ring.1alc man page
RING — PAD RING router
RING source result [ stat ]
source defines two input files:
-- the file describing the input netlist (MBK_IN_LO(1) format).
-- the parameter file: source.rin
This file consists in 5 sections: 4 for the pad placement on circuit sides, one to define the power sypply width (in lambda units).
east () # none pad at east side.
p_pck p_i0 p_i1
south (p_vssb p_vddb p_i2)
width (vss 50 vdd 80)
Separators (spaces, tabulations and new line) are allowed between instance names.
-- east(), north(), south(), west() define the relative pad order. They use the pad instance names.
For the north() and south() sections, the instance name declaration are from the left (first pad) to the right (last pad).
For the east() and west() sections, the instance name declaration are from the bottom (first pad) to the top (last pad).
Any section may be missing. It means so the revalive side has no pad, however at least one side must has one pad.
-- the width() section is optional and describes the power (vdd), and ground (vss) track width.
result defines the output filename.
This file contains the layout of the routed circuit (MBK_OUT_PH(1) format).
RING uses a pad library whose path directory is defined with the MBK_CATA_LIB(1) environment variable. It also uses a catalog filename which is defined with the MBK_CATAL_NAME(1) environment variable.
The catalog must contain all the pad model names used in the circuit. The core model-name must not be present in the catalog.
Part of catalog file:
[stat] (optional parameter) defines another output file:
-- the statistic file: result.stat
It contains data about length (lambdas) and area (lambdas * lambdas) in ALU1 and ALU2, for each equipotential. It describes how many vias were placed.
example: *** STATISTIC FILE < result.stat > ***
Equipotential list :
index| name |lgth A1|lgth A2|area A1|area A2| nb vias _________________________________________________________ 60 | vss | 9034 | 4408 | 614288| 454024| 1128 _________________________________________________________ 59 | vdd | 7494 | 3968 | 574248| 408704| 1128 _________________________________________________________ 54 | b2_coeur | 2253 | 1899 | 2253| 3798| 4 _________________________________________________________ Total length alu1 : 18781 (lambdas) Total length alu2 : 10275 (lambdas) Total area alu1 : 1190789 (lambdas * lambdas) Total area alu2 : 866526 (lambdas * lambdas) Total of vias : 2260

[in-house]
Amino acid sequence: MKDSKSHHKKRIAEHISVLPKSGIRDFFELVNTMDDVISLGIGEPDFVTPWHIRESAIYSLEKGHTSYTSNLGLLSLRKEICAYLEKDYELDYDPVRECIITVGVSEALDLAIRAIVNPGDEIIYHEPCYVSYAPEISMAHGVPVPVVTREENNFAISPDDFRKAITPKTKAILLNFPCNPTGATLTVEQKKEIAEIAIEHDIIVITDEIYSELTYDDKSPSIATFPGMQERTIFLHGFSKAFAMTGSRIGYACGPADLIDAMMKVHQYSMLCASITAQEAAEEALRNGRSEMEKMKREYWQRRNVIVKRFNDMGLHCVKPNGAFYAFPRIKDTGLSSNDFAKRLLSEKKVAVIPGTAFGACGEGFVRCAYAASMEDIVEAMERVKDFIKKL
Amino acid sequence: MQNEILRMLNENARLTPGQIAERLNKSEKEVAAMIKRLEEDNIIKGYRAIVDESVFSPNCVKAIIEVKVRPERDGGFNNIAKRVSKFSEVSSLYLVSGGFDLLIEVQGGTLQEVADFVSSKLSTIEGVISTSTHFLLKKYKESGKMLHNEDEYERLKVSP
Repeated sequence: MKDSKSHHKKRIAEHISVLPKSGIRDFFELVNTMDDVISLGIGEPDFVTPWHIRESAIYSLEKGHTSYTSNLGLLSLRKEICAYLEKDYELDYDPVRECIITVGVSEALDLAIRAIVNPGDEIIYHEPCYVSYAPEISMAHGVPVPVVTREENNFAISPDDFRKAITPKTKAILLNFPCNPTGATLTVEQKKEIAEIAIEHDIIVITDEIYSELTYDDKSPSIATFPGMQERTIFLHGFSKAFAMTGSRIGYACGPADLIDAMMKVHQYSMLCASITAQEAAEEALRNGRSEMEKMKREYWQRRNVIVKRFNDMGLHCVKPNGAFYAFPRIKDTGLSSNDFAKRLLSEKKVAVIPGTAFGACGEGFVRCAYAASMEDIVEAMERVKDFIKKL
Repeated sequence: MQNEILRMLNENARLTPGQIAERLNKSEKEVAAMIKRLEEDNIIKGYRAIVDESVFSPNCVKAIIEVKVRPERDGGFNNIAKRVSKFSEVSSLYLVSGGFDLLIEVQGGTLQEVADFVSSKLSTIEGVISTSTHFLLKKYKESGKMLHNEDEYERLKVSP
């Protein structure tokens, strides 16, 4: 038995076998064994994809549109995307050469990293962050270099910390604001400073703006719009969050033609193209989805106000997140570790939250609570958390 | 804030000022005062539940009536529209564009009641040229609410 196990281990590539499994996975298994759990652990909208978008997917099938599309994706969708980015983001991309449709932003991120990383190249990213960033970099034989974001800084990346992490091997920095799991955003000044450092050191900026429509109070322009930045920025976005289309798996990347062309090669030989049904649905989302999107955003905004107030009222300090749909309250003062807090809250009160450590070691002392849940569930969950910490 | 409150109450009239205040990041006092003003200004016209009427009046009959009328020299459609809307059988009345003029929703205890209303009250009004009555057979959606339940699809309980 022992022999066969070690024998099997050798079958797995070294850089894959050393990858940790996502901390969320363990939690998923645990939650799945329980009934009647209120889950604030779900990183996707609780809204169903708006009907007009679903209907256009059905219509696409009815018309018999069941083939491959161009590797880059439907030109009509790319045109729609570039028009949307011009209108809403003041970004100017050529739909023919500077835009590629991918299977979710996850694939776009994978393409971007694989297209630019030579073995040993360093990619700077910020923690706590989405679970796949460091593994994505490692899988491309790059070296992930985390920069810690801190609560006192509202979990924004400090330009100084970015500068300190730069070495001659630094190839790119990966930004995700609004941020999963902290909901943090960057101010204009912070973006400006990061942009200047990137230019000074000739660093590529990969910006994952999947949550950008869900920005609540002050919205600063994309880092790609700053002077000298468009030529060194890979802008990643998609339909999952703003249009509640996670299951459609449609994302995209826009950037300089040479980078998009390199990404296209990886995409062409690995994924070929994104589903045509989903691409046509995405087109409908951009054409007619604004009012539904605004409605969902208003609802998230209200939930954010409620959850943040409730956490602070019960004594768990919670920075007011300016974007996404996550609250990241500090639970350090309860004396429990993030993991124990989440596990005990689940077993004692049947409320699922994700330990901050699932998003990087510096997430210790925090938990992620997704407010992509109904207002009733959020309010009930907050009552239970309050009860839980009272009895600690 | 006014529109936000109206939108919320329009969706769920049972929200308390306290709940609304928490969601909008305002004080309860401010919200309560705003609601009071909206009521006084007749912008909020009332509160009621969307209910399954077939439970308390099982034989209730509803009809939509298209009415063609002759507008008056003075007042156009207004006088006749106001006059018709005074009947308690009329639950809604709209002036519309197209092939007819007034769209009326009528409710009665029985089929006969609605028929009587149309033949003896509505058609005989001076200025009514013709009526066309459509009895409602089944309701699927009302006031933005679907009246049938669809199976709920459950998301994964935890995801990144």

MBK_IN_LO(1) defines the input file format for the netlist.
MBK_IN_PH(1) defines the input file format for the layout.
MBK_OUT_PH(1) defines the output file format for the layout.
MBK_CATAL_NAME(1) defines the catalog filename.
MBK_CATA_LIB(1) defines the library pad cells directory.
MBK_WORK_LIB(1) defines the work directory.
RING performs the physical routing between core of circuit and pad ring. RING is not a floor plan router and allows only one core.
A core is designed, for example, with the standard cells placer ocp(1) and router nero(1), which places the input and output connectors on the abutment box. The physical core connectors must be separated by more than one pitch in any metal (in ALU1 or ALU2).
Netlist and layout views relative to the same figure must have the same name. For example, the netlist core name and the routed core name.
RING performs an automatic placement of the pad ring and core. It is not necessary to place pads, but only to describe their relative position on each side, in the parameter file (source.rin).
Distance between the first track and any instance (pad or core) is the pitch so 5 lambdas.
Let chip.al be the circuit netlist and core.ap the routed core. 80 lambdas for supply track width and the pad placement are described as follows.
# This is a comment: 1 comment per line
north(p_a1 p_a2 p_a3 p_a4)
p_i1 #another comment: the rest of the line
east(p_b4 p_b3 p_b2 p_b1)
west(p_f1 p_f2 p_f3 p_f4)
We want a ring of pads as follow:
+-------------------------------------------------+ | |p_a1|p_a2|p_a3|p_a4| | |----+---------------------------------------+----| |p_f4| |p_b1| |----| +-------+ |----| |p_f3| | | |p_b2| |----| | CORE | |----| |p_f2| | | |p_b3| |----| +-------+ |----| |p_f1| |p_b4| |----+---------------------------------------+----| | |p_i1|p_i2|p_i3|p_i4| | +-------------------------------------------------+
In order to obtain the routed circuit (chipr.ap):
> ring chip chipr
genlib(1) lvx(1) ocp(1) nero(1) druc(1)
Physical core must have at least one physical connector by side, otherwise it can't place pads correctly, and maybe dump a core file.
Whenever lots of core connectors (bus) are placed close ones from each others, RING may have problems to connect pad connectors placed just in front of them. In such a case, it is recommended to not have pad connectors at that place and thus to place an instance pad without connector (as pvdde_sp) or to cut the bus into several parts to let space between connectors.
When core connectors are to close from corners, RING sometimes connects those one to supply rings, to solve this bug, move core connectors or change pad placement. In any case, use druc(1) or lvx(1) to detect problem.
Supply vdd and vss pads (resp. pvddi_sp and pvssi_sp) must be placed as close as possible of the core side middle (i.e. not in the corners). Otherwise, RING cannot link supply pad connector to ring supplies and exits with a error message.
Supply tracks from pads and core are connected at the supply ring. There is sometimes few problems when core and pad tracks are opposite. Move pads usually corrects problem.